United States District Court, D. Montana, Butte Division
FINDINGS AND RECOMMENDATION OF UNITED STATES
Jeremiah C. Lynch, United States Magistrate Judge.
case comes before the Court on Petitioner James Stewart's
application for writ of habeas corpus under 28 U.S.C.
§2254, filed August 8, 2017. Stewart is a state prisoner
proceeding pro se.
petition challenges his state conviction for Partner Family
Member Assault handed down in Montana's Second Judicial
District, Butte Silverbow County. (Doc. 1.) Following review
of Stewart's Petition, the Court determined the claims
presented appeared to be procedurally defaulted. Stewart was
ordered to show cause as to why his petition should not be
dismissed and was advised of the ways in which he might make
such a showing. (Doc. 11 at 5-8). Stewart has yet to respond
to the Order.
Dismissal for Failure to Prosecute
Federal Rules of Civil Procedure apply in a habeas action to
the extent they are not inconsistent with the Rules Governing
Section 2254 Cases in the United States District Courts or
other applicable law. See Rule 11, Section 2254 Rules;
Mayle v. Felix, 545 U.S. 644, 654 (2005).
Fed.R.Civ.P. 41(b) authorizes the Court to dismiss an action
“[i]f the plaintiff fails to prosecute” the
action. The Court may dismiss a case on its own motion
without awaiting a defense motion. See, e.g., Link v.
Wabash Railroad Co., 370 U.S. 626, 633 (1962); Hells
Canyon Preservation Council v. United States Forest
Serv., 403 F.3d 683, 689 (9th Cir. 2005).
determining whether Petitioner's failure to prosecute
warrants dismissal of the case, the Court must weigh the
following five factors: “(1) the public's interest
in expeditious resolution of litigation; (2) the court's
need to manage its docket; (3) the risk of prejudice to the
defendants; (4) the public policy favoring disposition of
cases on their merits; and (5) the availability of less
drastic sanctions.” Carey v. King, 856 F.2d
1439, 1440 (9th Cir. 1988) (quoting Henderson
v. Duncan, 779 F.2d 1421, 1423 (9th Cir.1986)).
“The first two of these factors favor the imposition of
sanctions in most cases, while the fourth factor cuts against
a default or dismissal sanction. Thus the key factors are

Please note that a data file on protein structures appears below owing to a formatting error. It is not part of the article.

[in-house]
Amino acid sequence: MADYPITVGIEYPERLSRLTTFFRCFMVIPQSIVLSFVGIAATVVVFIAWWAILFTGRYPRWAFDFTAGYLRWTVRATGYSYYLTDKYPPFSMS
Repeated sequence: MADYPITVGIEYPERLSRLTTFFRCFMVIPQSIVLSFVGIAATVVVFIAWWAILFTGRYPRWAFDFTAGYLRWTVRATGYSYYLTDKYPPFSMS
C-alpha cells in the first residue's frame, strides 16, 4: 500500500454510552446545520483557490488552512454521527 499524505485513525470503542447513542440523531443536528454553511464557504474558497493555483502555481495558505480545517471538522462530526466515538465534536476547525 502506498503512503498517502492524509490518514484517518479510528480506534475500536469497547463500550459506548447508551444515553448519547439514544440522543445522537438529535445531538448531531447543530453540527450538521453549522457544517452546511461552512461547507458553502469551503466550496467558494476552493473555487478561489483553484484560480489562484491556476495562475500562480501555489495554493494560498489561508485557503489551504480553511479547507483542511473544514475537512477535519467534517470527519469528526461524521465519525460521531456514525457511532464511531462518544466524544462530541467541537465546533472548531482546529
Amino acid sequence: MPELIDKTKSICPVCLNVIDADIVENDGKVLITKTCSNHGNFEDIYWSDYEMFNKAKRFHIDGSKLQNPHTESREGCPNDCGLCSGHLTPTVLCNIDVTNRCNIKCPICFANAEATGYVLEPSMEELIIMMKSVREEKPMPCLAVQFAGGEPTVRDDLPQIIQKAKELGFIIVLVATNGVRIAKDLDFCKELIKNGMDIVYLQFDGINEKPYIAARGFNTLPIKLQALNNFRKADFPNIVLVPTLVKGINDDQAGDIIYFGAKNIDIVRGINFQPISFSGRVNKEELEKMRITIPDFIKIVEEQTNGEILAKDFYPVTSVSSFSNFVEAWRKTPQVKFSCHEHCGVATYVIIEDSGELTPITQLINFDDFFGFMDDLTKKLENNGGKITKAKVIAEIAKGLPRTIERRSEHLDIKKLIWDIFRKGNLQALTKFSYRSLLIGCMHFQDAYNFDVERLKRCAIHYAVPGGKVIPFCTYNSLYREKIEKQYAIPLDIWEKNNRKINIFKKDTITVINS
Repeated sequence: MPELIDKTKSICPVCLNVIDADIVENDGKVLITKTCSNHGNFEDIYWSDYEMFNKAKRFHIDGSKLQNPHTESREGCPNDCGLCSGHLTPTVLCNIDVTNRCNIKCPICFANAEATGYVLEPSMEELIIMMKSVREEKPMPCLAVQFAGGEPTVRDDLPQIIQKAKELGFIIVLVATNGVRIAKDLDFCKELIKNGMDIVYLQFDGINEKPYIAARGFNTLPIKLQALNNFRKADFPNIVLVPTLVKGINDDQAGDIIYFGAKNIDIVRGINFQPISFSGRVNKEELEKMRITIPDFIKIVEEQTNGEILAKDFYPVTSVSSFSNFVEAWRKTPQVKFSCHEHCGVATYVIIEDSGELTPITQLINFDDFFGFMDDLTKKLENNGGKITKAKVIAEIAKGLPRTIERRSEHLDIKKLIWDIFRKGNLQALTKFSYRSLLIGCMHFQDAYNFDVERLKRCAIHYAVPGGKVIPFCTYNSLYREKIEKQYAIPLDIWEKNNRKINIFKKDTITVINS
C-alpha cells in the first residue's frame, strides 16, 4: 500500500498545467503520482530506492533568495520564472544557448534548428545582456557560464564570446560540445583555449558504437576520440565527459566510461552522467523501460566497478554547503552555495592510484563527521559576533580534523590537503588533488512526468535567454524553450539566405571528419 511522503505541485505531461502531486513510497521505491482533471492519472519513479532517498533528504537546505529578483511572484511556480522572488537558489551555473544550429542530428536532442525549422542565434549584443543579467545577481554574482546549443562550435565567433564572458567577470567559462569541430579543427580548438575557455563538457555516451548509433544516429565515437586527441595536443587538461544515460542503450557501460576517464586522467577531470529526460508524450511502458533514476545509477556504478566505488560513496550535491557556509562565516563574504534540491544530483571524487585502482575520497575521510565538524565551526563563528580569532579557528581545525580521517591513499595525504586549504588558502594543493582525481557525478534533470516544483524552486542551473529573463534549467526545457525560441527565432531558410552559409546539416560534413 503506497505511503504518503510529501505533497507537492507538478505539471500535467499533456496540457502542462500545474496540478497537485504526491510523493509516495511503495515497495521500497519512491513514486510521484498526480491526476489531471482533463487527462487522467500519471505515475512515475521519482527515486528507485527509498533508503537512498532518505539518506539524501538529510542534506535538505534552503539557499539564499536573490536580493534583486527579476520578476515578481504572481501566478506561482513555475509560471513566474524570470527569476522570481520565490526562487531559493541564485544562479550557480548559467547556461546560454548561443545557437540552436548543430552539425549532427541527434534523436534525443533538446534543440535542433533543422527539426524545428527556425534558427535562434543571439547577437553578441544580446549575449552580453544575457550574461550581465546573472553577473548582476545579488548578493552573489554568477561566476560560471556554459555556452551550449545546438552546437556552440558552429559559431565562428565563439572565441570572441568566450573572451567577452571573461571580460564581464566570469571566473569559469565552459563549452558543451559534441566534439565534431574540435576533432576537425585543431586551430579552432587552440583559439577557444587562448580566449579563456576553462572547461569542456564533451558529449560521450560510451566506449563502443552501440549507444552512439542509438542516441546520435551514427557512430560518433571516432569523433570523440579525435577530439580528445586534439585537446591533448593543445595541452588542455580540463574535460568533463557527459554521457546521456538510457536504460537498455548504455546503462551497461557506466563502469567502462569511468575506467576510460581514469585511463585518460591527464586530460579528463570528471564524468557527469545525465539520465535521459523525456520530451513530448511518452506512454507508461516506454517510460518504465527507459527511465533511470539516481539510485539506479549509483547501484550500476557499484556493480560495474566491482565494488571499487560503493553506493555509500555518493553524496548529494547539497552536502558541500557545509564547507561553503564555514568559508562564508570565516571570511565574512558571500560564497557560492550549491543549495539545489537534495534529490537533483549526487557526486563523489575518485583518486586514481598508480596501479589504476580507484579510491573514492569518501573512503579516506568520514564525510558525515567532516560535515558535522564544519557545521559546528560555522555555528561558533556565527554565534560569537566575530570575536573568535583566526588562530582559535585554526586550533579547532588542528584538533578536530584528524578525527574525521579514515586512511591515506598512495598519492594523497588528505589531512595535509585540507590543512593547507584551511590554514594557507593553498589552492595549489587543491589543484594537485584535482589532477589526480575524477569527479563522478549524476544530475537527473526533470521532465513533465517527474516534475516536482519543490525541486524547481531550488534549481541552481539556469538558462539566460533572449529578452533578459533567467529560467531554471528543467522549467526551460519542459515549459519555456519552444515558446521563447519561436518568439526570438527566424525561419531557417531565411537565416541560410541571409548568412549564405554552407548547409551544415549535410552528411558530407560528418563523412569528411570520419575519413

prejudice and availability of lesser sanctions.”
Wanderer v. Johnson, 910 F.2d 652, 656 (9th
public's interest in expeditious resolution of litigation
always favors dismissal.” Yourish v. California
Amplifier, 191 F.3d 983, 990 (9th Cir. 1999).
Despite being provided adequate time, Stewart has failed to
file his response. This factor weighs in favor of dismissal.
the second factor supports dismissal. “The trial judge
is in the best position to determine whether the delay in a
particular case interferes with docket management and the
public interest.” Pagtalunan v. Galaza, 291
F.3d 639 (9th Cir. 2002). The Court cannot manage
its docket if Stewart refuses to comply with Court's
orders. Stewart's case has consumed judicial resources
time that could have been better spent on other matters.
Therefore, this factor favors dismissal.
third factor requires the Court to weigh the risk of
prejudice to the Defendants. “To prove prejudice, a
defendant must establish that plaintiff's actions
impaired defendant's ability to proceed to trial or
threatened to interfere with the rightful decision of the
case.” Malone v. United States Postal Service,
833 F.2d 128, 131 (9th Cir. 1987). Stewart's
refusal to comply with the Court's order makes prejudice
a foregone conclusion. The longer this matter sits, the more
prejudice to Defendants.
Court has considered less drastic alternatives. Alternatives
may include “allowing further amended complaints,
allowing additional time, or insisting that appellant
associate experienced counsel.” Nevijel v. North
Coast Life Insurance Co., 651 F.2d 671, 674
(9th Cir. 1981). Although less drastic
alternatives to dismissal should be considered, the Court is
not required to exhaust all such alternatives prior to
dismissal. Id. Mr. Stewart was afforded the
opportunity to supplement his petition, see (Docs.
5, 7-9), and was provided adequate time to prepare his
response. Yet Mr. Stewart has failed to respond to the
Court's show cause order. At this juncture, the Court can
envision no further alternatives to dismissal.
last factor weighs against dismissal because public policy
favors disposition of cases on their merits. Hernandez v.
City of El Monte, 138 F.3d 393, 399 (9th Cir.
1998). But in light of the other four factors favoring
dismissal, the weight of this factor is slight. The Court
will therefore recommend that this matter be dismissed for
failure to prosecute, pursuant to Fed. F. Civ. P. 41(b), for
failure to comply with the Court's order.
Certificate of Appealability
district court must issue or deny a certificate of
appealability when it enters a final order adverse to the
applicant.” Rule 11(a), Rules governing § 2254
Proceedings. A COA should issue as to those claims on which a
petitioner makes a “substantial showing of the denial
of a constitutional right.” 28 U.S.C. §
2253(c)(2). The standard is satisfied if “jurists of
reason could disagree with the district court's
resolution of [the] constitutional claims” or
“conclude the issues presented are adequate to deserve
encouragement to proceed further.” Miller-El v.
Cockrell, 537 U.S. 322, 327 (2003) (citing Slack v.
McDaniel, 529 U.S. 473, 484 (2000)). Where a claim is
dismissed on procedural grounds, the court must also decide